A small extra bit of information... Even though many VFO circuit descriptions, as you say, make it a point mentioning the 'cleanliness', by far most mixer circuits then proceed to convert the sine wave into something horrible :)
Mixers, in order to function as such, must be non-linear. Ideally, they should multiply both input signals, and produce neat sum and difference frequencies. In practice however, most mixers only approximate that behavior. An extreme example, is the digital mixer which just inverts the input signal (using analog switches) at the pace of a digital signal (the VFO).
As Phil told you, many harmonics are present, so it's up to the designer to include the necessary tricks to avoid those extra frequencies having a bad effect.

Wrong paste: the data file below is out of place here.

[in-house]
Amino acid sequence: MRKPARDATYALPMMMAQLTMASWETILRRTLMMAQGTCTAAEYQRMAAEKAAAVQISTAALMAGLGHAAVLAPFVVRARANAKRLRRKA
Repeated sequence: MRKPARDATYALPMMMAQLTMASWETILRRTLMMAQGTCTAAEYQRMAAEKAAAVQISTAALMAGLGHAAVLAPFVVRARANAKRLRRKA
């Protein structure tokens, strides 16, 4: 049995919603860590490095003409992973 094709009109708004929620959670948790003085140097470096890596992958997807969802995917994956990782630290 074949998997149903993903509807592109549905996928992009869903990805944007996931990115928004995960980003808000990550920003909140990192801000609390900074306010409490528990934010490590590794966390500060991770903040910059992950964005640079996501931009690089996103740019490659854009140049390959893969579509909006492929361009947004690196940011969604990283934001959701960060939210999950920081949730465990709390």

More important than the harmonic content of the VFO, is something more difficult to measure. As most analog sine oscillators use amplifiers (transistors or integrated circuits) to oscillate, thermal effects in those semiconductors introduce modulation onto the carrier frequency. This makes the VFO not generate one clear sine, but rather an AM and FM modulated one. Depending on many factors, the Q factor of the resonator being probably the most important one, this noise can cause much more problems than harmonics.